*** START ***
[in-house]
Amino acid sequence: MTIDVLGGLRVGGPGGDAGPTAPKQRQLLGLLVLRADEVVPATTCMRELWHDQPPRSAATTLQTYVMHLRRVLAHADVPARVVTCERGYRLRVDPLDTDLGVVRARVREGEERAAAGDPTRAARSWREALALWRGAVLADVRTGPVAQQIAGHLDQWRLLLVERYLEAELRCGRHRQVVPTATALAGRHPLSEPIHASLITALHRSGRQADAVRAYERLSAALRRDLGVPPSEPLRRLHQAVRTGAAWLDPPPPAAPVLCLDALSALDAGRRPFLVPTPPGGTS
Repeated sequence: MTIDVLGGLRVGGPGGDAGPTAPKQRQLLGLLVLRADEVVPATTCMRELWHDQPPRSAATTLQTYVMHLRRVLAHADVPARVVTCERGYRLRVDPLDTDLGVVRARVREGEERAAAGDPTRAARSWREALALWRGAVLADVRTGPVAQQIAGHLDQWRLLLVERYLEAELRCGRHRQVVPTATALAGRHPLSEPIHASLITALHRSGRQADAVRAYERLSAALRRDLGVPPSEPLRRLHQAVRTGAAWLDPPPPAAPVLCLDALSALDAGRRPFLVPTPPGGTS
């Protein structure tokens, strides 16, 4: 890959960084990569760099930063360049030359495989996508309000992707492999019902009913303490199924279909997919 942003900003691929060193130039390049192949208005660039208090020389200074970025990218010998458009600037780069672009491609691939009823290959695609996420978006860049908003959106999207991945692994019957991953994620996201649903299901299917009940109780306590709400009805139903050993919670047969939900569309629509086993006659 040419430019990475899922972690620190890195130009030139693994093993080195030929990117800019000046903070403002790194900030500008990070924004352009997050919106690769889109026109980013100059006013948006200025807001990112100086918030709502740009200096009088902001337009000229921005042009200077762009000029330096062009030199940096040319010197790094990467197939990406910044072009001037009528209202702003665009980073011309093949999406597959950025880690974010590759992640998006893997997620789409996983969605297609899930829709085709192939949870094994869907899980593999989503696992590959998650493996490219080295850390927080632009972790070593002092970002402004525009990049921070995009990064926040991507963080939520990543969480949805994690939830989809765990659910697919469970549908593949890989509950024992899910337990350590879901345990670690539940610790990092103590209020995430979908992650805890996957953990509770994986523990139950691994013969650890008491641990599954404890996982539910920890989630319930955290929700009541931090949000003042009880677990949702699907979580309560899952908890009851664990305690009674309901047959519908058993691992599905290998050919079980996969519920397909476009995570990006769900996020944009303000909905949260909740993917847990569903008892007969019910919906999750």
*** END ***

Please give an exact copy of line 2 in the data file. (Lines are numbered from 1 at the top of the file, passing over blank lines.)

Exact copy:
Amino acid sequence: MTIDVLGGLRVGGPGGDAGPTAPKQRQLLGLLVLRADEVVPATTCMRELWHDQPPRSAATTLQTYVMHLRRVLAHADVPARVVTCERGYRLRVDPLDTDLGVVRARVREGEERAAAGDPTRAARSWREALALWRGAVLADVRTGPVAQQIAGHLDQWRLLLVERYLEAELRCGRHRQVVPTATALAGRHPLSEPIHASLITALHRSGRQADAVRAYERLSAALRRDLGVPPSEPLRRLHQAVRTGAAWLDPPPPAAPVLCLDALSALDAGRRPFLVPTPPGGTS